Biting His Handlers

An FBI informant's secret tapes raise a troubling issue in the tower-bombing case: Did the bureau screw up?

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The FBI, which looked supremely capable in speedily rounding up suspects in the World Trade Center bombing, may actually have bungled a chance to thwart the explosion, according to secretly taped conversations between informant Emad Salem and his FBI handlers. In the most startling passage, leaked to the press last week, an agent seemingly accepts Salem's claim that the bombing could have been averted through his undercover work, including a proposed ploy to substitute inert powder for explosives.

The FBI, mortified by the possibility that Salem warned someone in the agency and was overlooked because of doubt that he was trustworthy, is investigating. Salem had parted company with the bureau half a year before the bombing, ironically because he reportedly would not wear a body microphone for secret taping. He was hired after the attack to penetrate the larger group of alleged terrorists. The agent who spoke in apparent confirmation of Salem may, FBI sources hopefully suggest, simply have been placating a volatile informant who was overstating his case.

The 70 audiocassettes unquestionably contain material embarrassing to the FBI and awkward for the prosecution in both the bombing trial under way in Manhattan and the related case alleging a massive conspiracy to blow up New York City landmarks and assassinate public officials. Says William Kunstler, a defense attorney in the second case: "The FBI never knew they were being taped, so they said very careless things -- how the informant was to conduct himself, how far he could go and how to entice them. This is probably the only case since entrapment became a defense where you have the law-enforcement agents being taped without their knowledge."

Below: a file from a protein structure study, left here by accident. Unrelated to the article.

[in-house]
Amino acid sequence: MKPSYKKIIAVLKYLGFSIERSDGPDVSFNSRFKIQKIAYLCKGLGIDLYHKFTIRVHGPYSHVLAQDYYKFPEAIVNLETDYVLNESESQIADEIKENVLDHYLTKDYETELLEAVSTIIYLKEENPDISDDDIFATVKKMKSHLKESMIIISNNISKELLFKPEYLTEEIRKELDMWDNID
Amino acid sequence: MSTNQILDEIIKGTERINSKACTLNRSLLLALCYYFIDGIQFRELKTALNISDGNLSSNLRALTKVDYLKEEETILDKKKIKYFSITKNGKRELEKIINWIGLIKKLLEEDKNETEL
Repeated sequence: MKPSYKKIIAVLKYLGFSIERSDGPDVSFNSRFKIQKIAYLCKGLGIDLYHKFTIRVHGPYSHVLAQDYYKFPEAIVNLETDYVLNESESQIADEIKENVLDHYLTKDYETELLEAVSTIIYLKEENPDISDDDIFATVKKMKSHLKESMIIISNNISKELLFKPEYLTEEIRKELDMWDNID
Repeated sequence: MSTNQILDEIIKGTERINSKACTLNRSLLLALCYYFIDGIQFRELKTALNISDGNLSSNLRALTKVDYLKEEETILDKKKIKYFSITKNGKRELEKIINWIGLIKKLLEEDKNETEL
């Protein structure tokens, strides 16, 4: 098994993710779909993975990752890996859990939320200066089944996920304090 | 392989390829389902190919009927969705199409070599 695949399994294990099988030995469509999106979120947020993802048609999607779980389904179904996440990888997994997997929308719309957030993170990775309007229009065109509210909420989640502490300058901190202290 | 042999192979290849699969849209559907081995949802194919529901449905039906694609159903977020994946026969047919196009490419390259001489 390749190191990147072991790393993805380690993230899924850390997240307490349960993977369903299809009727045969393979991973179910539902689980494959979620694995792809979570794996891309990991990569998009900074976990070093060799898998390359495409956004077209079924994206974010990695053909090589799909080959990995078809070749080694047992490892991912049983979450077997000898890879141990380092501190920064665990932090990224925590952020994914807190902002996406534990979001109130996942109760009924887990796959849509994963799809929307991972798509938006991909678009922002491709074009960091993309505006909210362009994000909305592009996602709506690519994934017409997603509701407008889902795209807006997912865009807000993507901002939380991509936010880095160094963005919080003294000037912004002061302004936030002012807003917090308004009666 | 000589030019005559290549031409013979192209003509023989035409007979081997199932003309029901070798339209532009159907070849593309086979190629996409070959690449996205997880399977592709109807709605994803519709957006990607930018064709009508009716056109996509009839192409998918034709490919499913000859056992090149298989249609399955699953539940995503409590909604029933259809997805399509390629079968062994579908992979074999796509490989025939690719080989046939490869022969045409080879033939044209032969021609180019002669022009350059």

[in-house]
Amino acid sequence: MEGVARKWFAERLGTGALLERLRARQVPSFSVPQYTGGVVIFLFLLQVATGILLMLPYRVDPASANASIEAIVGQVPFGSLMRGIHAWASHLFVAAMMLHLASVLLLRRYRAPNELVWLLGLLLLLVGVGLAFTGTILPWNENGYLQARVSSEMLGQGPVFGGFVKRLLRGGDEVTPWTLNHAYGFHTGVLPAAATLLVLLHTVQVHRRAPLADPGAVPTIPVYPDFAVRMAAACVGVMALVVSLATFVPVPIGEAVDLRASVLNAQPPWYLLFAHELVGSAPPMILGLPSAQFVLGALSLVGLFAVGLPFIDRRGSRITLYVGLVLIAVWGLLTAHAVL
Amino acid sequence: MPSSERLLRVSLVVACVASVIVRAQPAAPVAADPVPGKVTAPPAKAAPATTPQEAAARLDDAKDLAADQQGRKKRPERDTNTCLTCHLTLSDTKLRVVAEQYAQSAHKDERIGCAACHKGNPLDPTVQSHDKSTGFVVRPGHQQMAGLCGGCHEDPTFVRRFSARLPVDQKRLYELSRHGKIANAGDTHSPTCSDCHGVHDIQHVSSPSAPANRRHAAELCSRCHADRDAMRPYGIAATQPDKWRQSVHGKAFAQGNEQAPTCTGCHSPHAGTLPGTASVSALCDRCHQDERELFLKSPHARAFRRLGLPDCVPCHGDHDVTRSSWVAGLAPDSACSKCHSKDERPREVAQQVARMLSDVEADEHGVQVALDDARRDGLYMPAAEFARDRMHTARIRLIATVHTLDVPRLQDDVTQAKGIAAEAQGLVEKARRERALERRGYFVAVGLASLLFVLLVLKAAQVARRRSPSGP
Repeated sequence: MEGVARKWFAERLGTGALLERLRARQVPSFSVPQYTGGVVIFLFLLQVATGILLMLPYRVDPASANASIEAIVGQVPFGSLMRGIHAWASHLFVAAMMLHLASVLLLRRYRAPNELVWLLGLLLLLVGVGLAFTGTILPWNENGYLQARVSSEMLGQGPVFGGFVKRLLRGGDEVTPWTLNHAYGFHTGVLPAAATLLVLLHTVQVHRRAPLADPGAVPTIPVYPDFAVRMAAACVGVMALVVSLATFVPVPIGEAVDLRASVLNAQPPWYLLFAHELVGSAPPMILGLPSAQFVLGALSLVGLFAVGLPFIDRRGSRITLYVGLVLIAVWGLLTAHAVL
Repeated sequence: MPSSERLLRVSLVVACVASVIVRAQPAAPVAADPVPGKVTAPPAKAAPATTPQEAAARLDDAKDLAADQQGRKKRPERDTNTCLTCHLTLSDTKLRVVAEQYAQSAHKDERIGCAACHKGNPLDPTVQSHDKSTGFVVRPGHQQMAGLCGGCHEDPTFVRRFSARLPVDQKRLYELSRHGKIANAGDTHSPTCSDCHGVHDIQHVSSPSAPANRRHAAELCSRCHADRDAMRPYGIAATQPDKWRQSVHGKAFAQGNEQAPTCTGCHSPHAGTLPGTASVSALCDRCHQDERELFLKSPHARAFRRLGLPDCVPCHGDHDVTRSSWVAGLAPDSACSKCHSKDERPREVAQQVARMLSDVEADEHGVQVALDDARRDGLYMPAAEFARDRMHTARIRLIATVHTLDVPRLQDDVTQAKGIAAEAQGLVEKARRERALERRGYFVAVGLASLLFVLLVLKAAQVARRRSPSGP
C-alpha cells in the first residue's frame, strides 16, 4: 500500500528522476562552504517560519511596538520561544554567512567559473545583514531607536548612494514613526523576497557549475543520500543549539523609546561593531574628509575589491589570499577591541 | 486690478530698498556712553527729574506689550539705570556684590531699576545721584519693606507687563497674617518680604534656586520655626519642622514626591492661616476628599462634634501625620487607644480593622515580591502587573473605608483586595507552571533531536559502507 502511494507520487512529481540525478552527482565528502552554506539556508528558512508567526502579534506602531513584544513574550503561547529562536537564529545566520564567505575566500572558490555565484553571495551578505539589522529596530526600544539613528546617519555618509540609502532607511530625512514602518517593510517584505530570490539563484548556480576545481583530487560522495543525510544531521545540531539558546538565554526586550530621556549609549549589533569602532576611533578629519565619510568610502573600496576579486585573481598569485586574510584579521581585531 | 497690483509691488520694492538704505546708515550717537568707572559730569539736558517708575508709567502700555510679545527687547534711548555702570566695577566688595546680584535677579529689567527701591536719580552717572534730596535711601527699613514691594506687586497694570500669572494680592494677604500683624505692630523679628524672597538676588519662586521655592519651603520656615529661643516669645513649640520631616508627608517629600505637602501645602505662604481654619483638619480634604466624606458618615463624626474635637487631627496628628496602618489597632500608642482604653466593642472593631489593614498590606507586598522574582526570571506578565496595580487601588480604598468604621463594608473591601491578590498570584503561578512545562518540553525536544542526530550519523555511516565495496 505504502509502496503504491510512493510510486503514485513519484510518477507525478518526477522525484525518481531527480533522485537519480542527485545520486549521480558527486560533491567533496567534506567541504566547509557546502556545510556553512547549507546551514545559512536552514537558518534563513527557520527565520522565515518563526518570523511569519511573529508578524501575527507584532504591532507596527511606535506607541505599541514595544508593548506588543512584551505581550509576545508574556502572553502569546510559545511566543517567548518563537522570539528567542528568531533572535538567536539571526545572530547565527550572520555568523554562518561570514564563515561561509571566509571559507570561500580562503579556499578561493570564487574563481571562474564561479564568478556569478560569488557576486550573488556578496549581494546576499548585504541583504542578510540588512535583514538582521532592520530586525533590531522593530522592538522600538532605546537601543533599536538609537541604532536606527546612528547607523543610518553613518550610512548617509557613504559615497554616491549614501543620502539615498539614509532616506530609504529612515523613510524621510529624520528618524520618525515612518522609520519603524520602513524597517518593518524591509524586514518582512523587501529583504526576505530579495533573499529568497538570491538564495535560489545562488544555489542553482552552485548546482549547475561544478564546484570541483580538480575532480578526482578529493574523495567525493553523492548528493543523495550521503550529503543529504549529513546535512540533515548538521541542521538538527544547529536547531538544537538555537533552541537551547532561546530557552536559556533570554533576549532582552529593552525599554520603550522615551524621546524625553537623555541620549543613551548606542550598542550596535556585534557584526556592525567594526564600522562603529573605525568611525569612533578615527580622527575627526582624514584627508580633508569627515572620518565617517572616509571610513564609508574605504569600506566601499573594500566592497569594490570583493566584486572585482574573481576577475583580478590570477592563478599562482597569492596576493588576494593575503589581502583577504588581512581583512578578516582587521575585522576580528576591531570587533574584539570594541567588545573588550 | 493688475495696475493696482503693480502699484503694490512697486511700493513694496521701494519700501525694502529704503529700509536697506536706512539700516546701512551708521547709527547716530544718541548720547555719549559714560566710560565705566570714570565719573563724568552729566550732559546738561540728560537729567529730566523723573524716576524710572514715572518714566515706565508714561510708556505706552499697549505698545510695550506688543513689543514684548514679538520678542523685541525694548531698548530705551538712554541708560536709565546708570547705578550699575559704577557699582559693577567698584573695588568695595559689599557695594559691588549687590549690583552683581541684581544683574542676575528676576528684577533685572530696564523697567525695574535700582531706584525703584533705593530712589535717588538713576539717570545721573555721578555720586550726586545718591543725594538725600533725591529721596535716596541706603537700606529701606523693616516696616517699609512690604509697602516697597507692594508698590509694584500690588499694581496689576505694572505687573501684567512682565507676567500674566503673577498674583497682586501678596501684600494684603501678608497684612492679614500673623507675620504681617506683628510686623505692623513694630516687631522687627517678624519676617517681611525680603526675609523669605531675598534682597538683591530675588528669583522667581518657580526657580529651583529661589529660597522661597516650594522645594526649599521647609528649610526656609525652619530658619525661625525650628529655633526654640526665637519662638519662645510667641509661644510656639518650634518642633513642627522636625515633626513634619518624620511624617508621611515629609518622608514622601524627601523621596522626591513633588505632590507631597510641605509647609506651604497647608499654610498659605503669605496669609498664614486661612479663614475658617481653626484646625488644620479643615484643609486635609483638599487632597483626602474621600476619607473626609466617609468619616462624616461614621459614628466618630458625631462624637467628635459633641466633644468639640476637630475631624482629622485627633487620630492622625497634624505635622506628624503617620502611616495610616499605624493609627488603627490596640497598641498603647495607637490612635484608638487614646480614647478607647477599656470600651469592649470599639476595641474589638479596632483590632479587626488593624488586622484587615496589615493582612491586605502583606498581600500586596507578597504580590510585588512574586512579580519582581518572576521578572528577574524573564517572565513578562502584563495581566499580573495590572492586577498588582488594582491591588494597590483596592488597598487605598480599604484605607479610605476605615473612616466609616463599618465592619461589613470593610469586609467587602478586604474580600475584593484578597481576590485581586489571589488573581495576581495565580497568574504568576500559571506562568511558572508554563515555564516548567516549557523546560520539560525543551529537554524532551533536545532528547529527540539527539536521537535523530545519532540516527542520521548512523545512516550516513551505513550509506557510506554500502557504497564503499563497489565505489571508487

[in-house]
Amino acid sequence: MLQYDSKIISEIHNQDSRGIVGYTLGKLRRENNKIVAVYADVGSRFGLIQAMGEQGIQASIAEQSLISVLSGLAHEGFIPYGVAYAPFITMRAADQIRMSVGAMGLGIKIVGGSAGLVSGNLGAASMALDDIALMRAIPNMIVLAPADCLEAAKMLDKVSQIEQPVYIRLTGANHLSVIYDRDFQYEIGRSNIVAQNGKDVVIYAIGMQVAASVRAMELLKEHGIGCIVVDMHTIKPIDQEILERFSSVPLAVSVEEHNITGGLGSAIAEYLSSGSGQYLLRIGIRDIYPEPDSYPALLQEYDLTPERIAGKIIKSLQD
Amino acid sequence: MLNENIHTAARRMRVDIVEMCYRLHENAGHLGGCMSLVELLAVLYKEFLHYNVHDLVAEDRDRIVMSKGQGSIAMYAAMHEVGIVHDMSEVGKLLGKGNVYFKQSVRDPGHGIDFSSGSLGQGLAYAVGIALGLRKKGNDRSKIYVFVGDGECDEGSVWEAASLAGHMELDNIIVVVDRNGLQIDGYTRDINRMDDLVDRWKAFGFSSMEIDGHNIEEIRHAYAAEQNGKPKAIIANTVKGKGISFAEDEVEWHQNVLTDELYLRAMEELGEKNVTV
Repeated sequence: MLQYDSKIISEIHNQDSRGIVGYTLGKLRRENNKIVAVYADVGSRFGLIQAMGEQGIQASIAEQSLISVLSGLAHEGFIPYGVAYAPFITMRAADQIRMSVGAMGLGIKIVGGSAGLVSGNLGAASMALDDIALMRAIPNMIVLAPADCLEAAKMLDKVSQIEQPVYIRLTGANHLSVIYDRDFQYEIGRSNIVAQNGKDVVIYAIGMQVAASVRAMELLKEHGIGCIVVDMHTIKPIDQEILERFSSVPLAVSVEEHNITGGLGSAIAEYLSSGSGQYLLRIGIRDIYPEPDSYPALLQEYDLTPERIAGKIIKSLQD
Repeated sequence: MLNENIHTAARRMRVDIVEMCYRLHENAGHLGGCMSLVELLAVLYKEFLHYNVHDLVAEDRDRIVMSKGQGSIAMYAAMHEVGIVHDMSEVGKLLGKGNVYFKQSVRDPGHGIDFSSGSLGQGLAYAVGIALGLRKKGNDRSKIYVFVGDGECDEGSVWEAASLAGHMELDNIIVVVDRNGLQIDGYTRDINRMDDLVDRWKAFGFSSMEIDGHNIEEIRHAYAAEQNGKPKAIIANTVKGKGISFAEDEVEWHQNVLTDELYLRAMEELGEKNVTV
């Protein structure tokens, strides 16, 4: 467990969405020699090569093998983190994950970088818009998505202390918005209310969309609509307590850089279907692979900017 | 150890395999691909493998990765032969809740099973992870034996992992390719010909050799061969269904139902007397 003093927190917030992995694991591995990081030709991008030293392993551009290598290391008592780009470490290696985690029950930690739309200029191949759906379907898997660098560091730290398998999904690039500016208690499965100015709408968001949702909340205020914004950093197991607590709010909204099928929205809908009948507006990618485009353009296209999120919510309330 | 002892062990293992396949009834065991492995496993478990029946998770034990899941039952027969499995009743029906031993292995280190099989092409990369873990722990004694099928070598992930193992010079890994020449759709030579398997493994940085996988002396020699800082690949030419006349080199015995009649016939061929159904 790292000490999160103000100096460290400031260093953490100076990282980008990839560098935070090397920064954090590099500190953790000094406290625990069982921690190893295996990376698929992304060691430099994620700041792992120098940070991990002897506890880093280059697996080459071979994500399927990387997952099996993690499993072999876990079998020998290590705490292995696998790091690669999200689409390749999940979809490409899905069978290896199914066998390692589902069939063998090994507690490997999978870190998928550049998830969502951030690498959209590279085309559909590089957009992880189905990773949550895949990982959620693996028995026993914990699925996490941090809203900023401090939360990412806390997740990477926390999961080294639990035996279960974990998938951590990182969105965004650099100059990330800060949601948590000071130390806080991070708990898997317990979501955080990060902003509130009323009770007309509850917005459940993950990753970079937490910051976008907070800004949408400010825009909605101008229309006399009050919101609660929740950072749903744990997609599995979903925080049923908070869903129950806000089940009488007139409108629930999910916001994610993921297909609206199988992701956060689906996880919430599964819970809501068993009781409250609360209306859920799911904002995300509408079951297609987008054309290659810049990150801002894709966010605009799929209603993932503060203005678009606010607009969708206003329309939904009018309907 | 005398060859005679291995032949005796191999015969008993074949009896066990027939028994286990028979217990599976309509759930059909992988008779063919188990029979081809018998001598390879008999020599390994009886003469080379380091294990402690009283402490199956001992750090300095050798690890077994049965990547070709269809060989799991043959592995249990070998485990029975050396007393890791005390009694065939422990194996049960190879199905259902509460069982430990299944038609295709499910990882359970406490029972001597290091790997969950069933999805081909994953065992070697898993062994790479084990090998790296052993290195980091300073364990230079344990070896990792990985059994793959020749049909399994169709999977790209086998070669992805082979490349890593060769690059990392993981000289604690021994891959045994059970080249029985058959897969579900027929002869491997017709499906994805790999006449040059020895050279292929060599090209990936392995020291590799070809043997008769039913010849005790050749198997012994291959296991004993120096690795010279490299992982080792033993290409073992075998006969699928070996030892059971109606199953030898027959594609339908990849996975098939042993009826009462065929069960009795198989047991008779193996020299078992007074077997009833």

In the most extreme outcome, the defense in the World Trade Center case could secure a mistrial on the basis that Salem's tapes contain potentially helpful evidence and should have been handed over months ago instead of last week, after excerpts and summaries appeared in the press. Prosecutors have taken weeks to establish how heinous the bombing was; last week the case reached its 58th witness without any testimony directly linking the defendants to the bomb. This strategy could be blunted if the jury comes to believe that the U.S. government had the opportunity to forestall the bombing. While that would not make the defendants any more or less guilty, it might give them more sympathetic appeal.

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